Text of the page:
Coronavirus: Why We’re Investigating the Long-Term Impact on Hearing

Coronavirus: Why We’re Investigating the Long-Term Impact on Hearing

July 13, 2020 In the News

Despite the multitude of ongoing research studies on COVID-19, there are many unknowns about the disease. What is known, however, is that it is more than just a simple lung infection.

Current research suggests that the respiratory system is not the lone organ system bearing long-term effects from the disease. COVID-19 may impact cardiovascular, immune, and nervous systems. Coronaviruses also may cause peripheral neuropathy or Guillain-Barré syndrome, both of which could result in auditory neuropathy.

At this time, there is limited research related to COVID-19 and hearing loss. However, Kevin Munro and colleagues conducted a systematic review with current evidence and report some patients experience hearing loss and tinnitus.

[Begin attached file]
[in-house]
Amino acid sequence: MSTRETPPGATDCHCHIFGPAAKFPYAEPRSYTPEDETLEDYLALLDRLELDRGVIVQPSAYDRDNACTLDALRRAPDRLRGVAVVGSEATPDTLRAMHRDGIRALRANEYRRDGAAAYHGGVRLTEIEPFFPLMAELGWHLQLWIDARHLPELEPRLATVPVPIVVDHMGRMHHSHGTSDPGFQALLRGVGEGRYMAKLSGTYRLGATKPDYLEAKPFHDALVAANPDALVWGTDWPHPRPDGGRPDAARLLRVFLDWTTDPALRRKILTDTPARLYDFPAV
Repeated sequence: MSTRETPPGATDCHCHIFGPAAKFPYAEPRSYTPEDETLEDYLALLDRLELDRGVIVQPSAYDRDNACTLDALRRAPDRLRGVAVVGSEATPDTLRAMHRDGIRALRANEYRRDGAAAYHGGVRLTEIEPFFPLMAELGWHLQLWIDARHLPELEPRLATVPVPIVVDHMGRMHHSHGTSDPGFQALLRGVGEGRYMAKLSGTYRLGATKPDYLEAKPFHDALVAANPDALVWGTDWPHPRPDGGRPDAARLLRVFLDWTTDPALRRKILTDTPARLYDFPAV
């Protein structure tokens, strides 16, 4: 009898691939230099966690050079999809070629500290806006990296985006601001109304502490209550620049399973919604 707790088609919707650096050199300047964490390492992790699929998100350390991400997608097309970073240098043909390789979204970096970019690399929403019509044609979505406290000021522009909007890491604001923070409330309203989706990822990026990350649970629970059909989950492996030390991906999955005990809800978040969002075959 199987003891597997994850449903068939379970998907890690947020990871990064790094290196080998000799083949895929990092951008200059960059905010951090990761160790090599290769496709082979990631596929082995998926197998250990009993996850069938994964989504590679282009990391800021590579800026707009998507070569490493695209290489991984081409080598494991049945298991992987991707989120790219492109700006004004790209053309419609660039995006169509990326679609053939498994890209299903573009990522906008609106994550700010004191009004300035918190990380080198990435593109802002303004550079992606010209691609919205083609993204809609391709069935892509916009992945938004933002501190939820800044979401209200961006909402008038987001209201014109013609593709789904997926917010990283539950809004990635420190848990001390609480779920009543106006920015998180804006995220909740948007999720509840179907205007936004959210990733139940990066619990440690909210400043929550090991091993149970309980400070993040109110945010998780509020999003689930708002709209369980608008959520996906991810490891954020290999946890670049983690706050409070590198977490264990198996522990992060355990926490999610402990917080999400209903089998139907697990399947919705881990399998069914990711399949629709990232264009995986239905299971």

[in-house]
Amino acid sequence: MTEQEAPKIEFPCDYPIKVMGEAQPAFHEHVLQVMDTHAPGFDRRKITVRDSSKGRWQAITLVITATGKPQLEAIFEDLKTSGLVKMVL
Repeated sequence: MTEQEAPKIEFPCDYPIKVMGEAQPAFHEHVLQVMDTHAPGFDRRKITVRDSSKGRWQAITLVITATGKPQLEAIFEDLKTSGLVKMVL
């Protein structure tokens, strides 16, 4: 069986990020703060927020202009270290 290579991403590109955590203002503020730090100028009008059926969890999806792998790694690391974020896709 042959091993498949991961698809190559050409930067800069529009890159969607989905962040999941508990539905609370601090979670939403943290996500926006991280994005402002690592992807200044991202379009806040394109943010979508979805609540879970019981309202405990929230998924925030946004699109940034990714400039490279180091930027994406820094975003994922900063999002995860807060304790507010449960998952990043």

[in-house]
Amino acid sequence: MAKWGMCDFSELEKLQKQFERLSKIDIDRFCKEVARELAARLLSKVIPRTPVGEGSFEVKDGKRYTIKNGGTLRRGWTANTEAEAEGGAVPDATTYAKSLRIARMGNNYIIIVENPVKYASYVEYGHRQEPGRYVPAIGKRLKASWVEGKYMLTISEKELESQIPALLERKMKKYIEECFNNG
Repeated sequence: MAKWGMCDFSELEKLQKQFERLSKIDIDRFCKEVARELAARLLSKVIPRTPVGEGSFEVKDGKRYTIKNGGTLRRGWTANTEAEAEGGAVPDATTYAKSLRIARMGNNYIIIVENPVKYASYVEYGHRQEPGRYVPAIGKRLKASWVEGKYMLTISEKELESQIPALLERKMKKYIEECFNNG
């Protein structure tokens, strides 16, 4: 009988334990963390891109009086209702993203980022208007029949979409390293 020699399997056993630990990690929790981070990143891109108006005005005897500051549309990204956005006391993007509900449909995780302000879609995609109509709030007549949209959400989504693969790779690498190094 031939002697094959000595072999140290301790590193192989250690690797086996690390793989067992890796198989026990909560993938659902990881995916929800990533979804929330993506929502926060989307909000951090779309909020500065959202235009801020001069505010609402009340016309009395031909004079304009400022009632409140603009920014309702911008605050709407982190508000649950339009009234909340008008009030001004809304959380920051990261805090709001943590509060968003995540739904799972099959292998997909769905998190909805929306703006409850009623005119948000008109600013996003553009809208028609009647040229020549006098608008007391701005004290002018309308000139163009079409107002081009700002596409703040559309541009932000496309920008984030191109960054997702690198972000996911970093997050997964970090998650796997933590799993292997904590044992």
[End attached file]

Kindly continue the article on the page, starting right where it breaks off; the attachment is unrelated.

Although their data have not been published, Munro reports that 3 of 25 COVID-19 patients who were discharged from a hospital reported hearing problems. At this time, there are no data examining the potential long-term effects of COVID-19 on hearing sensitivity. As a result, it will be important for audiologists to stay tuned for up-to-date literature on the short and long-term impacts of COVID-19 on hearing.

Munro K. (2020) Coronavirus: why we’re investigating on the long-term impact on hearing. The Conversation US.

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